Howlings/Spell Check Only Works If You Use It  Properly


By Mark Howell


Peculiarly, Key West appears to have become the butt of endless jokes going viral across the land about the misprints (and often the laughable attempts to correct and apologize for those misprints) that certain readers have to endure every morning these days.



It reminds us of an observation made by our favorite Miami Herald columnist in his book, “Dave Barry in Cyberspace.” An example:



“Modern computerized word processing enables us to exponentially enhance and aggrandize the parameters, both qualitative and quantitative, not to mention adigmatic, of our communicative conceptualizations because now we can spell great big words correctly without having a clue what they mean. This is made possible thanks to ‘spell-checking.’ For example, suppose you’re trying to win the business of a prospective advertiser and you write them the following letter:



‘Dear Mr. Strompel:


‘It was a grate pleasure to meat you’re staff, and the undersigned look foreword too sea you soon inn the near future.’



“When you use your spell checker on this letter, not only does it inform you that there is no such word as ‘Strompel,’ but it also suggests words that you probably meant to use. The result is that your prospective advertiser sees the following impressive document:



“Dear Mr. Strumpet:


“It was a grate pleasure to meat you’re staff, and the undersigned look foreword too sea you soon inn the near future.”



Species survival teams operating in China are reporting that wild pandas’ elusiveness has less to do with any fear of humans than the inaccessibility of their habitat. “They don’t actually seem to mind humans very much,” reports Wang Dajun of Peking University.



He described how a female panda he’s been tracking had become so relaxed in his presence that one spring morning, as she was walking with her cub, she turned to Wang and indicated that she wanted him to babysit so she could head off to feed. A video of this shows the cub tumbling and frolicking with Wang and also the joy on the cub’s face as he scratches the cub’s belly. At one point the scientist extracts his sleeve from the cub’s inquisitive grip and then hoists the cub up in the air and dances with him. “That,” says Wang, “was the best time in my life.”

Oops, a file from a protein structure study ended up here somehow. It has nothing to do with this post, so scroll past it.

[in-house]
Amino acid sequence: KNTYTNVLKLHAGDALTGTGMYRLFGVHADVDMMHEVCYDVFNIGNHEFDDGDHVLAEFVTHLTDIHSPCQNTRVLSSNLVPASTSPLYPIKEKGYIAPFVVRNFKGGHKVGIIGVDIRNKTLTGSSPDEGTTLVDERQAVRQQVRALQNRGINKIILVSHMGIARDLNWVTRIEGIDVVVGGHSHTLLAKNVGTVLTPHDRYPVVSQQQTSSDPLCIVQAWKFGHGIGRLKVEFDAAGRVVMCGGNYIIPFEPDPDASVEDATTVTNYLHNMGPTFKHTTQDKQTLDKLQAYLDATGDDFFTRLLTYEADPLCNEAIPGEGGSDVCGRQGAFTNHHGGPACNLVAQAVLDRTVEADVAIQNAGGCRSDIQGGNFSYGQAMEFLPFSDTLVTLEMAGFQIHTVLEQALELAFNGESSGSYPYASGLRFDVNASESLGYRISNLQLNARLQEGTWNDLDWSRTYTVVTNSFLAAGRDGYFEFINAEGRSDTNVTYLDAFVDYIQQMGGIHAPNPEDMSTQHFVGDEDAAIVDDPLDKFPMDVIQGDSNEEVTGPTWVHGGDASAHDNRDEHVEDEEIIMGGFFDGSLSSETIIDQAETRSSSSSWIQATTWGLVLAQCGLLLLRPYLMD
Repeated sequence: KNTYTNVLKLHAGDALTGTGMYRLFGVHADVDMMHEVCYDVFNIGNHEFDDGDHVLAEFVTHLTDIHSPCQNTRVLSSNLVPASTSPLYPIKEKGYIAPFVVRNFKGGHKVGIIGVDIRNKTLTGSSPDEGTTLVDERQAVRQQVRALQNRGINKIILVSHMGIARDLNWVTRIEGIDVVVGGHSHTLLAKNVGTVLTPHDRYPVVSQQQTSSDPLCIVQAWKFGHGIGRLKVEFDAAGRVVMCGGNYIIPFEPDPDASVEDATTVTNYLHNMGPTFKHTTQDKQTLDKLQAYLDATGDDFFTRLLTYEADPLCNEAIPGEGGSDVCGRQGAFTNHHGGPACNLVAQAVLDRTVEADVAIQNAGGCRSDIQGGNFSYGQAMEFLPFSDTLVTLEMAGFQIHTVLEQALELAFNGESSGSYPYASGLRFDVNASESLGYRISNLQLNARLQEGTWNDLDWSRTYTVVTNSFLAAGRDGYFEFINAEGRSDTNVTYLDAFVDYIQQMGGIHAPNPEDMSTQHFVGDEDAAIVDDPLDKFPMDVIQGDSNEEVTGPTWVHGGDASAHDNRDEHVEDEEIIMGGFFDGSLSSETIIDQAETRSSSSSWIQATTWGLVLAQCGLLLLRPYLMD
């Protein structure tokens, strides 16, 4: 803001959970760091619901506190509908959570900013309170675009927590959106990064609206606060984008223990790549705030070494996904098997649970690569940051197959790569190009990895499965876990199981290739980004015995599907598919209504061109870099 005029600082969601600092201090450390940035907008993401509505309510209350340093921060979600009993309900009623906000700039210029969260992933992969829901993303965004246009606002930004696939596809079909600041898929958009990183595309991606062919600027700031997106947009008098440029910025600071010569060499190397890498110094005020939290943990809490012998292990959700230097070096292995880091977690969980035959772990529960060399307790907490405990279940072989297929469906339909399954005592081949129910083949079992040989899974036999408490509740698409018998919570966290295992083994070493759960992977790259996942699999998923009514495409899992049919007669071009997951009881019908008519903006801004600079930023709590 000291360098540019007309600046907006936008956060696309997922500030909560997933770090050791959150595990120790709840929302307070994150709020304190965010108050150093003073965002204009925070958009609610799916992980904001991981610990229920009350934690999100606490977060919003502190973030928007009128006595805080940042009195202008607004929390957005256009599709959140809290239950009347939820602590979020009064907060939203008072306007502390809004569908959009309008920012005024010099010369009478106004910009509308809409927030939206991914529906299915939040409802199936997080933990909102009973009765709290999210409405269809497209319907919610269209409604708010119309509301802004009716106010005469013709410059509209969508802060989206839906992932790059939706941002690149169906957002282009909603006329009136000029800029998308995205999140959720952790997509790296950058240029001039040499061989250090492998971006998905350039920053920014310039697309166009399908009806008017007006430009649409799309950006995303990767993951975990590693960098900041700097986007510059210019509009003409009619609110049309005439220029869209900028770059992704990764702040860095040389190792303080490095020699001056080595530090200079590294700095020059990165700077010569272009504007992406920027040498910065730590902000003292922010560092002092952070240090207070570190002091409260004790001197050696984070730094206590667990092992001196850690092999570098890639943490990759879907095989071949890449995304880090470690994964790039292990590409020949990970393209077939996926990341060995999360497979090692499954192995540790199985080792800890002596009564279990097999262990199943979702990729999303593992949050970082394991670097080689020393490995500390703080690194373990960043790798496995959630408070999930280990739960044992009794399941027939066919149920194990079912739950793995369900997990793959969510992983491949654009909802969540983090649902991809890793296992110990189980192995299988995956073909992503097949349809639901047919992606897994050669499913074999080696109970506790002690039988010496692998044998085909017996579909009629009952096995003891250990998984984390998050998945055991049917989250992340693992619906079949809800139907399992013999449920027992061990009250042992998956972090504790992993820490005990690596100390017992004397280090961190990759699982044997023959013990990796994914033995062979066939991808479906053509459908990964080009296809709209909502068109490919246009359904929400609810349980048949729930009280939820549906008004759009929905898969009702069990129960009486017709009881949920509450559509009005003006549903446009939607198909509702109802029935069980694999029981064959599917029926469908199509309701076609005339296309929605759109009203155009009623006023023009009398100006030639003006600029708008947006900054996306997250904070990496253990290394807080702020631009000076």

Edward Snowden, Bradley (now Chelsea) Manning and Julian Assange succeeded in leaking the two largest unauthorized disclosures of classified information in our nation’s history, including video evidence of the slaughter of innocents plus millions of documents on the secret surveillance of civilians.



Nobody seems to know quite to think about these people. It is rumored that Snowden was runner-up to Pope Francis as Time Magazine’s Man of the Year.



The undeniable reality is that they are agents of intercession, beings whose actions have spared us who-knows-what abuses in store for our future — and world history will have to recognize them as that. Imagine our fate without them.



Winter resident Dr. John Hobbins of Colorado has sent us this remembrance of the late Key West art critic Joel Blair, whose life and work were celebrated recently in the company of his sister and brother-in-law at his Elizabeth Street house:



“I first met Joel about nine years ago on the porch of the Coffee Plantation. We immediately became good friends and agreed to meet every morning to chat. Others joined in and soon we morphed into a crony club of about eight people gathering almost daily on the coffee shop porch to tackle and solve most of the world’s problems. Things never got out of control because Joel was such a stabilizing influence. He was one of the most gentle, kind, insightful and, frankly, wonderful individuals I have ever met.



Club Crony will never be the same without him and, in a way, neither will I.”


Quote for the Week:

“Never retreat. Never explain. Get it done and let them howl.”

— Benjamin Jowett 


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